Leasing the seabed in Manx territorial waters for each offshore wind farm could earn government £5m a year – and create at least 60 jobs.
That’s one of the findings of a Council of Minister’s report on the strategy for offshore energy production, which will be debated at this week’s Tynwald sitting.
There are already a series of plans to build giant wind farms in the Irish Sea beyond the 12-mile limit of Manx waters.
But the CoMin report says that given the shallow depth of water in our territorial seas there was the potential to provide sites for cost effective offshore wind farms supplying renewable energy to the UK.
It states: ‘A significant opportunity therefore exists for the Isle of Man to lease its seabed for the generation of renewable energy for export to assist the UK to meet its national and European renewable energy targets.
‘Leases of the Isle of Man seabed for large offshore wind projects will last 25 years with an option to extend to 50 years and provide revenue to Isle of Man Government worth around £5m per year.’
The report says that emerging technologies such as tidal and wave generation may provide limited income generation in the short term but their long term potential will be significant.
Offshore installations will require onshore operation and maintenance facilities and it is forecasted at least 60 new jobs would be created on any offshore wind farm project site after the construction phase.
CoMin proposes to progress plans to develop up to a maximum of 2GW from offshore wind and 200MW from marine renewable power for export to the UK. Any agreement to lease the seabed would include a future option for the island to purchase a proportion of the renewable energy for our own use.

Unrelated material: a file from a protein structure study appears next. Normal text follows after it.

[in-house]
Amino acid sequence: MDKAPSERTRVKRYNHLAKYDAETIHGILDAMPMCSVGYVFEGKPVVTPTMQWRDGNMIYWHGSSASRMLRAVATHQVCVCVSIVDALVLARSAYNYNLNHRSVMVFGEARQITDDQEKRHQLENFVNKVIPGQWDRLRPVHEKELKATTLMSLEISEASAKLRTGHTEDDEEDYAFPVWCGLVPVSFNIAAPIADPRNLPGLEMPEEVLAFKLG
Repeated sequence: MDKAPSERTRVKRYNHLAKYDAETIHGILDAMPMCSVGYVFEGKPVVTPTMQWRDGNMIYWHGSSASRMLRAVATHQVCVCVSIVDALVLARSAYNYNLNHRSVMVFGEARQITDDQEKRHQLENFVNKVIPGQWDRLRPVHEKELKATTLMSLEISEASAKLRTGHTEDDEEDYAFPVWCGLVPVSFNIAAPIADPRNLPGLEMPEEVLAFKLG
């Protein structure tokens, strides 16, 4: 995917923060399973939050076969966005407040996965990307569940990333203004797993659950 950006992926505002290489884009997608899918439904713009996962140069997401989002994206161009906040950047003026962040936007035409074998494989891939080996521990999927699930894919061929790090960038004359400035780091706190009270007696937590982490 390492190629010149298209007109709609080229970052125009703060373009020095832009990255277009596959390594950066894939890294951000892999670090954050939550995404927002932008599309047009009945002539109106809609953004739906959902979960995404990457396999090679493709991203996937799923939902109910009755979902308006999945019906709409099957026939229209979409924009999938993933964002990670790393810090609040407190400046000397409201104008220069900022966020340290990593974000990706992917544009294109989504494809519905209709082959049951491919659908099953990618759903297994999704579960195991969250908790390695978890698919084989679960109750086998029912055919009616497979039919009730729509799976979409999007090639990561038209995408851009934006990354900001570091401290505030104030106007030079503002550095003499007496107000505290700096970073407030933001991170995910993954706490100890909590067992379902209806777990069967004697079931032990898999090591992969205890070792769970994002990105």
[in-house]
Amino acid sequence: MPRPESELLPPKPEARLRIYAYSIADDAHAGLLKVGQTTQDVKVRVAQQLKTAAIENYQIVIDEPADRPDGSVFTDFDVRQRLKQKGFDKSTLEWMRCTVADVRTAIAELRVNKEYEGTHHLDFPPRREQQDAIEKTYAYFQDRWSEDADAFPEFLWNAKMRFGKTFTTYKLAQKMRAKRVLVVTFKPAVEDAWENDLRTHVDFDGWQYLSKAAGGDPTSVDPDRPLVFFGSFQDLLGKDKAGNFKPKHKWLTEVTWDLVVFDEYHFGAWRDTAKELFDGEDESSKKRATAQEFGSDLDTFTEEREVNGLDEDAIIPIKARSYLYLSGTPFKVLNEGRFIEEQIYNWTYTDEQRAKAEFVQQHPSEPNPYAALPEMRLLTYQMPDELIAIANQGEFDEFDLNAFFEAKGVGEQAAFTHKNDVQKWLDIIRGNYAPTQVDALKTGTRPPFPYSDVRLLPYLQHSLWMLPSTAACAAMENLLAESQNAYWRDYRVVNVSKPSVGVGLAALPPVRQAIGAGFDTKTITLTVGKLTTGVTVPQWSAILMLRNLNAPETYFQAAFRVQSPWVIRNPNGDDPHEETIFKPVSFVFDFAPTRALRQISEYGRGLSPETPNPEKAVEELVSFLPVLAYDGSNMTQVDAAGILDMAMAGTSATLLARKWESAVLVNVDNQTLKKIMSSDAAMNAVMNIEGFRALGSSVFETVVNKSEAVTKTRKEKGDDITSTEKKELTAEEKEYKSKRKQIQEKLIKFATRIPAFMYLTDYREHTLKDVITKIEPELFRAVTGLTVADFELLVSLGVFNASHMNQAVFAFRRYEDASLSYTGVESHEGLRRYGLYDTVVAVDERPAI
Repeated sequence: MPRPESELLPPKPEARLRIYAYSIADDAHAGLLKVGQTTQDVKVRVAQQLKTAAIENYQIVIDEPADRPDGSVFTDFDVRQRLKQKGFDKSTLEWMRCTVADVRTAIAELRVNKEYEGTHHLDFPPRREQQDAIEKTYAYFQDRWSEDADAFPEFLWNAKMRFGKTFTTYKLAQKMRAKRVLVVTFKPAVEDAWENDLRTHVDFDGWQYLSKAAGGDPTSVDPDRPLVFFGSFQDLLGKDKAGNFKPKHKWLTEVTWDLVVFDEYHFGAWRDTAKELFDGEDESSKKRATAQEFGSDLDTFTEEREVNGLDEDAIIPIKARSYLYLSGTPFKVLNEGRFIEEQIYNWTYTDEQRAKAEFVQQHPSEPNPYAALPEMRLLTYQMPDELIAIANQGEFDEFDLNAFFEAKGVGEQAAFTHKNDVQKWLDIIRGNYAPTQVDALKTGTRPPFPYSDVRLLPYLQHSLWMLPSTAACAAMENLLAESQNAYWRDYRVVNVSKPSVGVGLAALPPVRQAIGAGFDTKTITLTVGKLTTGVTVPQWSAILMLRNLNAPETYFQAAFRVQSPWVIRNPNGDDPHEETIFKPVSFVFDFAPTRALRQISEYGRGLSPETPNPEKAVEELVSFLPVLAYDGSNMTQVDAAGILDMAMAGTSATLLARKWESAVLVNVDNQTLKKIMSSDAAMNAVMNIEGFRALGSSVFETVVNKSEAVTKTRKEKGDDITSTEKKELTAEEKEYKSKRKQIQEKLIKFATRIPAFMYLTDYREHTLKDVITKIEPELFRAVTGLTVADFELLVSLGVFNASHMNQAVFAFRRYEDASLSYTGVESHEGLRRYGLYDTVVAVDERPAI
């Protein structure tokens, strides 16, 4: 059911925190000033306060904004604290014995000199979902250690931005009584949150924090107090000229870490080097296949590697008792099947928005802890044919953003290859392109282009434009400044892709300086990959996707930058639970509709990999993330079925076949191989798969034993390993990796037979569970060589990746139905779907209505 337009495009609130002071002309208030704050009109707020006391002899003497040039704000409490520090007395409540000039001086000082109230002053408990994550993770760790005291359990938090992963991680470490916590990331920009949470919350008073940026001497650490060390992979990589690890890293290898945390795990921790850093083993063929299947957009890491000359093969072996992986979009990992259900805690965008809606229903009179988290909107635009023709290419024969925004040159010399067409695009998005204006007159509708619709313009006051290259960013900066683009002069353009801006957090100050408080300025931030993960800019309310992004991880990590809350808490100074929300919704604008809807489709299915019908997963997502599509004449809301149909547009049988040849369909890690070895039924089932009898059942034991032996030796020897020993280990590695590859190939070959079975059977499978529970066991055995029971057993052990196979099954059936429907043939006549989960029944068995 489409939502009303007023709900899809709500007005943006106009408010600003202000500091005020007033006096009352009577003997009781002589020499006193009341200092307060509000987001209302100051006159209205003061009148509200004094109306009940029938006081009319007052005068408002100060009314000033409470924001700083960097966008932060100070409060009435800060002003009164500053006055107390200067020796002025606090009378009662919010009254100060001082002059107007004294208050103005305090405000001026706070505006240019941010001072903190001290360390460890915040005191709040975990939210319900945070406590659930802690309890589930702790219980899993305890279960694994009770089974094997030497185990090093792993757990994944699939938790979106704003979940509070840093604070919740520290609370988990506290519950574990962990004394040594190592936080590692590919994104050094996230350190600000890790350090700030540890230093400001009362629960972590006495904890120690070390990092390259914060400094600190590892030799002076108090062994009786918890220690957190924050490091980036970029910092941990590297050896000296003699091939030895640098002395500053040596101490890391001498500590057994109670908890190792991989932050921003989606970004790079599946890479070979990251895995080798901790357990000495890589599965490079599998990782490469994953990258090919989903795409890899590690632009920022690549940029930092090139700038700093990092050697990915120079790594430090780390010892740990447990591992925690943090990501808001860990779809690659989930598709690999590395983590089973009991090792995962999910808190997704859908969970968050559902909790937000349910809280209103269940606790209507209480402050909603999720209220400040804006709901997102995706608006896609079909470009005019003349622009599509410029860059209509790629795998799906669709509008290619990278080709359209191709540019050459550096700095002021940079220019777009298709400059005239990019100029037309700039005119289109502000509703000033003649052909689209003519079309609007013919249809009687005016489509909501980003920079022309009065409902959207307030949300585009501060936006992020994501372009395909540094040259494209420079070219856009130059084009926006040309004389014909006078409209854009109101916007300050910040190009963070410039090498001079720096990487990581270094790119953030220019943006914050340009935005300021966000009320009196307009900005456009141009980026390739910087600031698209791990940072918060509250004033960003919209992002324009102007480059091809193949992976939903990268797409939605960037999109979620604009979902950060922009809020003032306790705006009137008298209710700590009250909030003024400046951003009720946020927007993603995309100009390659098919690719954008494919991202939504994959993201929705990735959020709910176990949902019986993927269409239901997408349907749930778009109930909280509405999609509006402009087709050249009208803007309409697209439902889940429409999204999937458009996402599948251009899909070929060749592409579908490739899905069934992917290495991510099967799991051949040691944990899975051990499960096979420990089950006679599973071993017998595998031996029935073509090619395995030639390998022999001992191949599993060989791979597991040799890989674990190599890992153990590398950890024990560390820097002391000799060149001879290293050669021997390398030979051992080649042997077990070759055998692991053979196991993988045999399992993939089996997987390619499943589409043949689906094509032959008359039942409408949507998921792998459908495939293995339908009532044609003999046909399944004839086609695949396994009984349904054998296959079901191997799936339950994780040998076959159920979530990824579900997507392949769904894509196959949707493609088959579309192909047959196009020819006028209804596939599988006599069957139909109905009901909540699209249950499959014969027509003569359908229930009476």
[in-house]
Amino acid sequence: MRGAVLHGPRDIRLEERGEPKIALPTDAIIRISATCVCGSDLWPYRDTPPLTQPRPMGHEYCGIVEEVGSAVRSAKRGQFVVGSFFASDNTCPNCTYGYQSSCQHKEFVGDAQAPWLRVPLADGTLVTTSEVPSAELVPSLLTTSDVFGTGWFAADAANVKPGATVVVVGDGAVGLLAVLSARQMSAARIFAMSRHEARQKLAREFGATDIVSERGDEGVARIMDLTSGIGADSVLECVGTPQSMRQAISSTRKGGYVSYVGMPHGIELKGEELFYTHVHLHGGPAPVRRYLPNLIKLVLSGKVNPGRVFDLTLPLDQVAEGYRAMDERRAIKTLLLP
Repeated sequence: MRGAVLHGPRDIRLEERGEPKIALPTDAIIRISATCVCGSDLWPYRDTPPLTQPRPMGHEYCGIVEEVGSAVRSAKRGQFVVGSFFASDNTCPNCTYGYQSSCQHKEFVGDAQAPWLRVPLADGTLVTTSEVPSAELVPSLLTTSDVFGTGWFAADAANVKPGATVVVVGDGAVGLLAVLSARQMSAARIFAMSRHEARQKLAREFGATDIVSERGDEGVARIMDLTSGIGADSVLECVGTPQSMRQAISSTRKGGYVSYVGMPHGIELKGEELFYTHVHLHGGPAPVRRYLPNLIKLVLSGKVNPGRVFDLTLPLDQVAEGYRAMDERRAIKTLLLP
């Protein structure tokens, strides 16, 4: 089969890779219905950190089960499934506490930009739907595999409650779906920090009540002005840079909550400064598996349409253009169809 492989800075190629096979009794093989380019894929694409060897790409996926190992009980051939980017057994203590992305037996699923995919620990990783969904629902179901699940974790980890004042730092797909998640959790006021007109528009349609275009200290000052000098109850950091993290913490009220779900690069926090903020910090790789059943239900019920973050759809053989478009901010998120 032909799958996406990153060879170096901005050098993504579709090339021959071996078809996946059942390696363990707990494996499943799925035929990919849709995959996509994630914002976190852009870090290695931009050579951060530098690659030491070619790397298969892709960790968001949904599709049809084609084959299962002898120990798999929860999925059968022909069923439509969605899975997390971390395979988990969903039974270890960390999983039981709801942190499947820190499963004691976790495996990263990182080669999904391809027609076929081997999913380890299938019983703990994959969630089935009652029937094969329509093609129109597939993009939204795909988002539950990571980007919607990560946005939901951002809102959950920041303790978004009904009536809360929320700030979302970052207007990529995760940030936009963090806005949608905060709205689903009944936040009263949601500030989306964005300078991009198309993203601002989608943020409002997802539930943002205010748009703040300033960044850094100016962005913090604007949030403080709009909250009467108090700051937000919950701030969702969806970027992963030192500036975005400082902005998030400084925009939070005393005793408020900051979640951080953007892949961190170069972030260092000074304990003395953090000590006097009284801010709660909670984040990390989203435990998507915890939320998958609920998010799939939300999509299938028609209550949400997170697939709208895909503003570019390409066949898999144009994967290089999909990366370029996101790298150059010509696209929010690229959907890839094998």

An expression of interest notice was issued in January 2014 seeking potential developers for offshore wind and tidal projects in Manx territorial seas.
The government is also intending to issue prospecting licenses for hydrocarbon extraction. Initial studies indicate there’s a gas reserve of more than 100 billion cubic feet with a value of about £400m.
A royalty would be levied for extraction which again would mainly be for export to the UK and could generate around £100m over 20 years in revenue.
Offshore gas exploration and extraction could generate jobs in the installation, operation and maintenance of facilities.
CoMin’s report has ruled out ‘fracking’ for shale gas for now, saying it is not currently economically viable and regulatory and environmental issues need to resolved in the UK.
Concerns remain over the impact of wind farms on shipping lanes, aviation, fisheries and wildlife.
The report acknowledges the offshore energy policy has to take into account all these factors.
‘It is accepted it may not be possible to permit renewable energy developments that have a detrimental impact on the island’s air and sea links,’ it states.